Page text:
Factoring in operating costs may raise public transport fares: Experts
Public Transport Council says operational costs, network usage will be considered in new fare formula
The Public Transport Council (PTC) announced yesterday that public transport fares will now take operational costs and network usage into account.
This might cause public transport fares in general to increase in the future, transport experts told The New Paper.
PTC announced the results of its fare formula review yesterday. The current formula factors in issues such as the cost of living and the prices of electricity and diesel. It also includes sharing half of the public transport operators' productivity gains with commuters.
With the new fare formula, an additional component called the Network Capacity Factor will calculate capacity provision in relation to passenger demand.
It measures the change in the capacity and distance travelled by trains and buses in relation to the distance travelled by commuters in the preceding year.
PTC chairman Richard Magnus said in a statement to the media: "To remain relevant, our fares, including the transfer rules, have to be adjusted to the market dynamics as well as commuter needs.
"This is critical in ensuring the long-term financial sustainability, ease and seamlessness of our public transport network."
He added that he is unable to say if fares will increase this year, since PTC is still calculating the fares according to the revised formula.
However, a 3.2 per cent fare reduction, rolled over from last year's fare review, could help offset any increase resulting from the new component, he said.
Dr Park Byung Joon from the Singapore University of Social Sciences told TNP: "I expect the fares to go up. Now we have more rail networks and it is not free. Someone has to pay... In terms of business sustainability, it is a good move."
The PTC said that fares have not kept pace with the higher operating costs arising from capacity expansion and the widening gap between cost and fares is unsustainable.
Between 2012 and 2016, annual operating costs increased by over $900 million. However, annual fare revenue increased by only $230 million over the same period.
Transport Minister Khaw Boon Wan said in a Facebook post that the new component is "sensible".
He said: "As the network expands or intensifies in response to changing commuter demand, it impacts the financial sustainability of the transport system.
"When changes are significant, some adjustments to fares, whether upwards or downwards, will ensure fairness between taxpayers and commuters."
From 2012 to last year, public transport capacity increased by around 25 per cent. About 1,000 new buses and 200 new trains were injected into the network.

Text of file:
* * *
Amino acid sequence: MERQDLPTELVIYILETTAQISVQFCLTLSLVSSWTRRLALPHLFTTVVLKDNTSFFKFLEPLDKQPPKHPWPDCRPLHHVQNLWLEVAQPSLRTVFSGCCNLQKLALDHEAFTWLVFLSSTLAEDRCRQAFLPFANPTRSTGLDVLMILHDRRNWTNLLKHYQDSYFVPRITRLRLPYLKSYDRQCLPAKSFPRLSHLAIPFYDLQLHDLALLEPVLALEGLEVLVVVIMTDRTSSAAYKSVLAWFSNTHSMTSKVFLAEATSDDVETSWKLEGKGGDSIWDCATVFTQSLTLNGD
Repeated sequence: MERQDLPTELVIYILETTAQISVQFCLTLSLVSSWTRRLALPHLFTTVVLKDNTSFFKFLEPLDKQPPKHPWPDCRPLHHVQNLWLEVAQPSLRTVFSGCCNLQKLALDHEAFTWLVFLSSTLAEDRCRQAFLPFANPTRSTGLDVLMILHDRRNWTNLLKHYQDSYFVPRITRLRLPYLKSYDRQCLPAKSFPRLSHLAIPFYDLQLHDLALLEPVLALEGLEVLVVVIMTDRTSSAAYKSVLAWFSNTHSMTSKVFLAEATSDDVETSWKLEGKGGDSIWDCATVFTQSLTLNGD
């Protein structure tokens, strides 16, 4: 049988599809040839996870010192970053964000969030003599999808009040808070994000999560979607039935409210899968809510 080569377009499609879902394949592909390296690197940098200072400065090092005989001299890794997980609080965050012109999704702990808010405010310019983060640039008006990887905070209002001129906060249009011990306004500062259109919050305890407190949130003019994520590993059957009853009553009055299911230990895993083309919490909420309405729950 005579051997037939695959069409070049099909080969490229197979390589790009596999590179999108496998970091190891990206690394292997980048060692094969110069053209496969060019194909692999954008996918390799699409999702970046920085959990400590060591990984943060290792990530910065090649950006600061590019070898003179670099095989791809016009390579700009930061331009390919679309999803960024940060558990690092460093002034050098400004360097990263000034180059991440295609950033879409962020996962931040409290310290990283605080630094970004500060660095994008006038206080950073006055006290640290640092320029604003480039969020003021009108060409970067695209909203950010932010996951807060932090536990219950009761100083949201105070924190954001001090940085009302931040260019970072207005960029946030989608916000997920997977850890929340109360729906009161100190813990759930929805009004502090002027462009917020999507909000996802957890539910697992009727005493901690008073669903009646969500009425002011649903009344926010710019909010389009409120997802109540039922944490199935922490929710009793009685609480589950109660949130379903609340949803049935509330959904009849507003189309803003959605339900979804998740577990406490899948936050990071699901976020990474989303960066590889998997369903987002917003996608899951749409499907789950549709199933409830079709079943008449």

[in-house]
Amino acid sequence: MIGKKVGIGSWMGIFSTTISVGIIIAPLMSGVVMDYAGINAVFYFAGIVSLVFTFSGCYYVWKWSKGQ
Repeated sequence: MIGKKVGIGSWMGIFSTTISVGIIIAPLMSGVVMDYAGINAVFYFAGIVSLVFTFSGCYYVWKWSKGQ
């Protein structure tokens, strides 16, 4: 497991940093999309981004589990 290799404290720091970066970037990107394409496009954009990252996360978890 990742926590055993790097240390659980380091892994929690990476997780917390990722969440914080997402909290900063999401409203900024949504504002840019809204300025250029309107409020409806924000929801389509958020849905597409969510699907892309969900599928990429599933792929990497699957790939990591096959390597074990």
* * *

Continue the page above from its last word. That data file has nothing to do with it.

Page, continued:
The rail network also increased by 74km, spanning a total of 230km across five MRT lines and two LRT systems.
Transport economist Walter Theseira added that fares will likely go up gradually, even if they do not increase right away.
He said: "This new component provides a clear link between service quality and what commuters have to pay.
"Ridership growth has been quite stagnant in recent years but capacity has increased. So, this component will have a positive number. Ultimately, fares will have to go up in the future or the system will be unsustainable."
PTC said the 2018 fare adjustment will be finalised and announced towards the end of the year.
Cheaper fares, more flexibility under new transfer rules
Commuters will be able to plan journeys with more flexibility, with the new distance fare transfer rules.
Under the new rules, commuters who tap out of a station and enter another station will not have to pay their boarding fare twice.
The rules will come into effect together with the annual fare adjustments, which will be announced later this year.
The Public Transport Council (PTC) announced that with more rail lines opening, there will be more instances where commuters might want to save time by using a combination of rail rides to reach their destination. These could include walking from one station to another one nearby.
Currently, commuters who make such transfers will have to pay another 77 cents when they enter a new station.
With the new rules, commuters will be able to make transfers between any two different MRT or LRT stations within 15 minutes without incurring extra charges.
Commuters can also change from trains to buses to trains again without incurring extra charges.
As long as the entire process is within two hours, it will be considered a single journey.
For example, if a commuter takes the Downtown Line from Little India to Bendemeer, which takes about 20 minutes, he has to pay $1.16.
However, the commuter may choose to skip the Downtown Line loop by exiting at Rochor station and walking to Jalan Besar station, before continuing his journey to Bendemeer.
This option will take him about 15 minutes and cost $1.54 under the current rules.
With the updated rules, it will cost only 77 cents.
PTC said it expects at least 6,000 daily journeys to have shorter travel times and lower fares.
There are around 18 pairs of MRT stations that are within a 15-minute walk from each other. Commuters who choose to walk between these stations can benefit from the new rules.
PTC said: "We expect even more commuters to benefit eventually as they adjust their current travel routes to take advantage of the new transfer rules."
Mr Sitoh Yih Pin, chairman of the Government Parliamentary Committee for Transport, added: "For commuters, the removal of the additional boarding charges means more flexibility to enjoy the greater connectivity of the public transport network, for a more seamless travel in their day-to-day lives."